Air travel allows for all sorts of interesting encounters with people. Once, while boarding a flight, I met a man who, judging from his accent, was from the deep South of the United States. When he saw me, he shouted out: “Hey there, Father! I’m sure glad to see you on this flight. If this here plane goes down, I’m gonna latch on to your coattails, ‘cause I know where you’re goin’!” Now, while I wouldn’t dare presume that his assumption about my likely trajectory was justified, I was at least glad to think that even the possibility gave him some comfort.
That encounter raises an important question: where are we going? Where is our life journey headed? We need to grapple with this, because comprehending the destination is necessary to know if we are pointed in the right direction. I fear that many people give this little consideration, and thus live as if they were following a GPS route guidance without having entered arrival coordinates. This leads to making significant life-shaping decisions without the ability to know if one is taking a right or wrong turn. More troubling is the fact that many people have addressed the question, and, based upon the assumption that God does not exist, conclude that life has no direction and hence is without meaning. In this scenario, the only compass providing any kind of direction would be one’s own immediate desires.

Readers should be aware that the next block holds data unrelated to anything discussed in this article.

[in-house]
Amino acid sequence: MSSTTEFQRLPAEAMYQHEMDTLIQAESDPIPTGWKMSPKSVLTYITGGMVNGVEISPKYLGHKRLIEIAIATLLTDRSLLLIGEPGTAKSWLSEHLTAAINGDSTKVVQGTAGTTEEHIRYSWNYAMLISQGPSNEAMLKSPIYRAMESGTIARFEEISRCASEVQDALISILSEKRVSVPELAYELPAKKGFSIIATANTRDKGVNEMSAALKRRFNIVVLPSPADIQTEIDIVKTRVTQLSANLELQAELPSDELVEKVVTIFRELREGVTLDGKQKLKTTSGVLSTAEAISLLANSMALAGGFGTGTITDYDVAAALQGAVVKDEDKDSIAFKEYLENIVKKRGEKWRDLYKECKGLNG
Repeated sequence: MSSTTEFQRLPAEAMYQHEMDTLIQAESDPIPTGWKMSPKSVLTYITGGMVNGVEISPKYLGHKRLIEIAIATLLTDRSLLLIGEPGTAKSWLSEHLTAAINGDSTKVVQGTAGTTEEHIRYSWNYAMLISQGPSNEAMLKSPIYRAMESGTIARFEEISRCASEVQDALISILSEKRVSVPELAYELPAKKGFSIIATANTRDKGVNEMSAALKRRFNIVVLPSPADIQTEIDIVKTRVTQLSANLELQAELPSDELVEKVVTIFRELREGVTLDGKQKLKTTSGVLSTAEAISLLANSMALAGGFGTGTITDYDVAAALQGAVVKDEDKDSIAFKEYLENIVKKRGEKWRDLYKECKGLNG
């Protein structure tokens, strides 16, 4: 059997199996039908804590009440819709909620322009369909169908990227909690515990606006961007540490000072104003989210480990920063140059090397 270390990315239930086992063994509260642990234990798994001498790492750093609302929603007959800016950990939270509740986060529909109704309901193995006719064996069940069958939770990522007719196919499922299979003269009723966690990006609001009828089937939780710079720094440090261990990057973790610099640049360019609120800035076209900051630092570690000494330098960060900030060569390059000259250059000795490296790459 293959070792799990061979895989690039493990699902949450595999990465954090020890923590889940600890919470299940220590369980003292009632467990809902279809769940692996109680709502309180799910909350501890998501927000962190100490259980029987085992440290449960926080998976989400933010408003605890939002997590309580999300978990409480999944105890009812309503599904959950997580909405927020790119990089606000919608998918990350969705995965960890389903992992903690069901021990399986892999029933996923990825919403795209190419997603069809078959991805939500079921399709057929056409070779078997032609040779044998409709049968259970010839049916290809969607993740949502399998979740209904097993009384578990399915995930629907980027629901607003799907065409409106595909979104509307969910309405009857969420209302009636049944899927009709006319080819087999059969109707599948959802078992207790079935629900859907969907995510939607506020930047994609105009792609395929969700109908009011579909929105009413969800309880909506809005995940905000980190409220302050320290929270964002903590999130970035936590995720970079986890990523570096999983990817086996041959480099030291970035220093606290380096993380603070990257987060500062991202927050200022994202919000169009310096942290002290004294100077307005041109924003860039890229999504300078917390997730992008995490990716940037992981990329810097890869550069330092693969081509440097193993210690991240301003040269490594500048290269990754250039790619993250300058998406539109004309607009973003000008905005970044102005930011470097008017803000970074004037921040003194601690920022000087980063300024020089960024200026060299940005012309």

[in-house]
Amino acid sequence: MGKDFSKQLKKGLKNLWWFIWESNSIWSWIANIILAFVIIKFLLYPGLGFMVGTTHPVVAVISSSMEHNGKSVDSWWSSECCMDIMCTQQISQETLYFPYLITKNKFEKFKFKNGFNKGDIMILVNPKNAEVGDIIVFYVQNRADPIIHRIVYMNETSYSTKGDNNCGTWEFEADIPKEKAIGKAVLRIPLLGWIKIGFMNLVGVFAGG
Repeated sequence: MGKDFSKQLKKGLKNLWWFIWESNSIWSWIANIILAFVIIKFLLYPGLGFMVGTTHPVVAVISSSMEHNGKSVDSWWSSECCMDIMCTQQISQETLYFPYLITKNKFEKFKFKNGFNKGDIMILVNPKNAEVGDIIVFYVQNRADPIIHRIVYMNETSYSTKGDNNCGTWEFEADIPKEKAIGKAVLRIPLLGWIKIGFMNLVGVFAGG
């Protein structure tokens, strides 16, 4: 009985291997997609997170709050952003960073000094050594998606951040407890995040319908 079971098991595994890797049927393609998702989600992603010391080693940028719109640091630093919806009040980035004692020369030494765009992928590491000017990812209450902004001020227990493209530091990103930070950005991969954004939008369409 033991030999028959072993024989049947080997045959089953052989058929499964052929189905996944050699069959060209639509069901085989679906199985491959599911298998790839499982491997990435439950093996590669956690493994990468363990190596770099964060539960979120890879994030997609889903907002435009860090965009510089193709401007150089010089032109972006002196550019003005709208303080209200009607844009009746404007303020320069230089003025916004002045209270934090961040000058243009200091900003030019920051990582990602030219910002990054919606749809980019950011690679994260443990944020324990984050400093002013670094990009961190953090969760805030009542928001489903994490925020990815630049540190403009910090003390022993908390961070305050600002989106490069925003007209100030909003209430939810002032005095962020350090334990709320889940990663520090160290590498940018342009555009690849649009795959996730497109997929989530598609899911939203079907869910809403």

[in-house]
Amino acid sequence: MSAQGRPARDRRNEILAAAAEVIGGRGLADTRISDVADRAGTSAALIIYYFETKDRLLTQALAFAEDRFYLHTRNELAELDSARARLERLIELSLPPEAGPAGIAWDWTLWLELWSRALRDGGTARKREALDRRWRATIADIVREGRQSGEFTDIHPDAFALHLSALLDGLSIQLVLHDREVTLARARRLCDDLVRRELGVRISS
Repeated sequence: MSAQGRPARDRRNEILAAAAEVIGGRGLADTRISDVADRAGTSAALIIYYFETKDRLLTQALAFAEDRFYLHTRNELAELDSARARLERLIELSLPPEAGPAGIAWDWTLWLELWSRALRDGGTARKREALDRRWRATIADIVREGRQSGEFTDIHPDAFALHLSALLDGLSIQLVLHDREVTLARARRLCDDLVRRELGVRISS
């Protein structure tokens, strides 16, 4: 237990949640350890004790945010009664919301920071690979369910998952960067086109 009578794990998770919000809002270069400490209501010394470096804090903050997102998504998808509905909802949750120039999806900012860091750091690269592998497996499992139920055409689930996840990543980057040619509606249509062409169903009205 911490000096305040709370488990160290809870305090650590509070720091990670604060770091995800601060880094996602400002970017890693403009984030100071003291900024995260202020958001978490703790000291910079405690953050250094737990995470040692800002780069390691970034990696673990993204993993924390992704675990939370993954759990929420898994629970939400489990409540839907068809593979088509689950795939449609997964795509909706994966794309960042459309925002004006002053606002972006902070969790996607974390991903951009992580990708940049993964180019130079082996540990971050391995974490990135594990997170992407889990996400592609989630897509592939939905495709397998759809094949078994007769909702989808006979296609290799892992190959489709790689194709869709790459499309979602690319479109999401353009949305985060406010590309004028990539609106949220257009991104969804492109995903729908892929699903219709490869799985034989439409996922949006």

On Sunday, the Church celebrated the Solemnity of the Ascension of the Lord, the triumphant return of the crucified and risen Christ to his Father in heaven. In this glorious event we have revealed to us by God Himself that our life does, indeed, have a destiny! Having fashioned us for Himself, God sent His Son to assume and redeem our human nature so that we might live with Him forever in an eternal participation in His own Triune life. The preface for the solemnity’s mass puts it beautifully: “For the Lord Jesus, the King of glory, conqueror of sin and death, ascended to the highest heavens, as the Angels gazed in wonder. Mediator between God and man, judge of the world and Lord of hosts, he ascended, not to distance himself from our lowly state but that we, his members, might be confident of following where he, our Head and Founder, has gone before.”
This wondrous tenet of our faith answers not only the question of our destiny but also that of “whose coattails” we need to “latch on to” if we are to attain it. Jesus Christ alone is the way to eternal life. This was his own testimony when he declared, “I am the Way, the Truth, and the Life. No one comes to the Father except through me.” (John 14:6). The “latching on” happens by surrendering in faith to this truth and by embracing in humble obedience all that he commands.
The plane that day arrived at its destination without incident, and my American co-traveller didn’t have to worry about how far away his seat was from mine. In the course of our daily living, however, we all do need to take very careful note of our proximity to Christ. Let us remain always close to him in a union of faith and love, so that he will lead us by grace and mercy to where he has already preceded.